Experiments outlined in the Nature Cancer paper represent the next step of putting the idea behind vascular detransformation into action. Unlike leukemia cells, which Fan said “are really good at migration and proliferation,” and thus create a tumor microenvironment where T cells can work, genetic reprogramming is needed for the endothelial transformation required to allow CAR T cells to reach their target in glioblastoma.

But just what programming would work?

“So, we screened the whole human catalogue—more than 500 kinases,” Fan said. “We screened one by one—it’s actually a lot of work.” The team found that by limiting PAK4, it could regulate blood vessel activation in endothelial cells, and the team then developed a PAK4-knockout mouse model for one type of experiment.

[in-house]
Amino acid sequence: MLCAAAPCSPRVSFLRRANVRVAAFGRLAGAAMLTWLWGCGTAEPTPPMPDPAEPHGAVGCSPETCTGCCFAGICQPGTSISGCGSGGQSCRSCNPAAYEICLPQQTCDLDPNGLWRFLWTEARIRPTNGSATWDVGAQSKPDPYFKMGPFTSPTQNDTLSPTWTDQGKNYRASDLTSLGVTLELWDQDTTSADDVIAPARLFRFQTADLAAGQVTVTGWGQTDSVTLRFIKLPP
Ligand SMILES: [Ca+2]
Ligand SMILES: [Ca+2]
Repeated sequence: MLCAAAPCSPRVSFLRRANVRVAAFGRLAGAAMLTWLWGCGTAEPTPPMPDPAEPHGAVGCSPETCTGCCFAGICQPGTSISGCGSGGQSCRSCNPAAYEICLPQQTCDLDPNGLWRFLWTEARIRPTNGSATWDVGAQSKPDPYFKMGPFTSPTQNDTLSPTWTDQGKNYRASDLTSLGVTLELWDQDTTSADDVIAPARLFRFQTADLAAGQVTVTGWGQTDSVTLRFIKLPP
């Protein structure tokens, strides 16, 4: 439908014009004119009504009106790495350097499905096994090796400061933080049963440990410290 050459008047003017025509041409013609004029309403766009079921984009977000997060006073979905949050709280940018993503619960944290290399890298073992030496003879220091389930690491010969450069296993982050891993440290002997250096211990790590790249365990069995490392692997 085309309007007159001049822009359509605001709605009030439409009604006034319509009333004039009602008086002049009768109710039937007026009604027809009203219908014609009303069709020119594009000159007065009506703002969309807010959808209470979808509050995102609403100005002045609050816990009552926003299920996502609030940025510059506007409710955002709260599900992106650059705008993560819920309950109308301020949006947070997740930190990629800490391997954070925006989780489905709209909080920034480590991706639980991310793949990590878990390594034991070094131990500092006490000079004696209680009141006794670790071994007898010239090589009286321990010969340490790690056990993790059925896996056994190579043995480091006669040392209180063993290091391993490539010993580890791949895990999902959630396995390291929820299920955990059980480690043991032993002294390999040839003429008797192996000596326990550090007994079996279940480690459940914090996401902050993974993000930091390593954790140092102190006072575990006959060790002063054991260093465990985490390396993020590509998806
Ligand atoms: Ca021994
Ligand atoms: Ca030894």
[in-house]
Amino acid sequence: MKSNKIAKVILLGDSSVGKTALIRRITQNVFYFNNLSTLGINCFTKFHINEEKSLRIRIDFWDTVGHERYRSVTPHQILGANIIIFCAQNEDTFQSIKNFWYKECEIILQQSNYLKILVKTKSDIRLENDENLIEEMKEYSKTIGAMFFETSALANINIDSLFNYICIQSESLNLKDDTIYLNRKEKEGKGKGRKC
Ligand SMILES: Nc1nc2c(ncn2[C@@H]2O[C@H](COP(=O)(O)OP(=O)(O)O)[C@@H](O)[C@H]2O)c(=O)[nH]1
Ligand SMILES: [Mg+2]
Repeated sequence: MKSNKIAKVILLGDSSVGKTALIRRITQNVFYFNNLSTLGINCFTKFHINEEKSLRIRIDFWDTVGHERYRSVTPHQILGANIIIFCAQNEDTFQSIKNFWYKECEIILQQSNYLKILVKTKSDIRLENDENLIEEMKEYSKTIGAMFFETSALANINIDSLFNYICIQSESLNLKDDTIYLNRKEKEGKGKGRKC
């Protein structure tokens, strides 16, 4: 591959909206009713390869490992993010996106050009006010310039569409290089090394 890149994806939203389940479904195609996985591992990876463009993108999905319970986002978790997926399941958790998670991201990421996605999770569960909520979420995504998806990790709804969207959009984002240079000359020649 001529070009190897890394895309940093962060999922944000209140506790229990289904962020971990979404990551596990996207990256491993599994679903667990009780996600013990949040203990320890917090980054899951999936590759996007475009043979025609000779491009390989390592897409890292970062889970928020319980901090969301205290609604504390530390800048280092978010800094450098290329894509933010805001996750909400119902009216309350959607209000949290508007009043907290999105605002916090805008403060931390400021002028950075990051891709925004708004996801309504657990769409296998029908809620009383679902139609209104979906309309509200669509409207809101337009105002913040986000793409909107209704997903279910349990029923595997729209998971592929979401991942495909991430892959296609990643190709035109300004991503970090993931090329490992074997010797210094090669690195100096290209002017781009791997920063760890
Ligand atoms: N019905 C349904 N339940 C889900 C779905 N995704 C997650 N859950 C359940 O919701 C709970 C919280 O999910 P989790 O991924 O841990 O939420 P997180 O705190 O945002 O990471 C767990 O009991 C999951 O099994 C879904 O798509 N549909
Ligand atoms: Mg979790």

And then experiments confirmed the screening tests. When the PAK4 inhibitor was added to the CAR T-cell therapy in one experiment, Fan said, “you can see the tumor becomes wrinkled.”

AJMC® asked, given the difficulty of CAR T-cell therapy with solid tumors, why keep trying this approach despite all the challenges? Aren’t there other strategies?

“CAR T is one of the most exciting immunotherapy approaches available,” Fan said. After all the successes in leukemia—many of which were first seen at Penn Medicine—the challenge of treating other cancers, an figuring out how to use CAR T-cell therapy for very different tumor cells and entirely different microenvironments—remains the “big, big question” that scientists can’t resist chasing. Plus, the need is huge. What’s good about the strategy explored in the Nature Cancer paper, Fan said, is that is can likely be replicated for other solid tumors.